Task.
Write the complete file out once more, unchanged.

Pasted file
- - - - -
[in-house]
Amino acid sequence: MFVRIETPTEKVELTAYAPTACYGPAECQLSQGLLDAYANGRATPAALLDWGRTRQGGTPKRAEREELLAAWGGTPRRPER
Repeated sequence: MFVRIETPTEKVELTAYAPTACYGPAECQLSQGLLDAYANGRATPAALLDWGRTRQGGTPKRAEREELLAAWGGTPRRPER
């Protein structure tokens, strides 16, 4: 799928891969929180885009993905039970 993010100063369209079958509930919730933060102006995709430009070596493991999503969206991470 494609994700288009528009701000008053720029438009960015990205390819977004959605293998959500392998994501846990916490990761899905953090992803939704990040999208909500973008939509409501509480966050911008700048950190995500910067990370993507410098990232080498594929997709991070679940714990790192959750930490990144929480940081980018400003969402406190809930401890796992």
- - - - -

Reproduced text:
[in-house]
Amino acid sequence: MFVRIETPTEKVELTAYAPTACYGPAECQLSQGLLDAYANGRATPAALLDWGRTRQGGTPKRAEREELLAAWGGTPRRPER
Repeated sequence: MFVRIETPTEKVELTAYAPTACYGPAECQLSQGLLDAYANGRATPAALLDWGRTRQGGTPKRAEREELLAAWGGTPRRPER
């Protein structure tokens, strides 16, 4: 799928891969929180885009993905039970 993010100063369209079958509930919730933060102006995709430009070596493991999503969206991470 494609994700288009528009701000008053720029438009960015990205390819977004959605293998959500392998994501846990916490990761899905953090992803939704990040999208909500973008939509409501509480966050911008700048950190995500910067990370993507410098990232080498594929997709991070679940714990790192959750930490990144929480940081980018400003969402406190809930401890796992």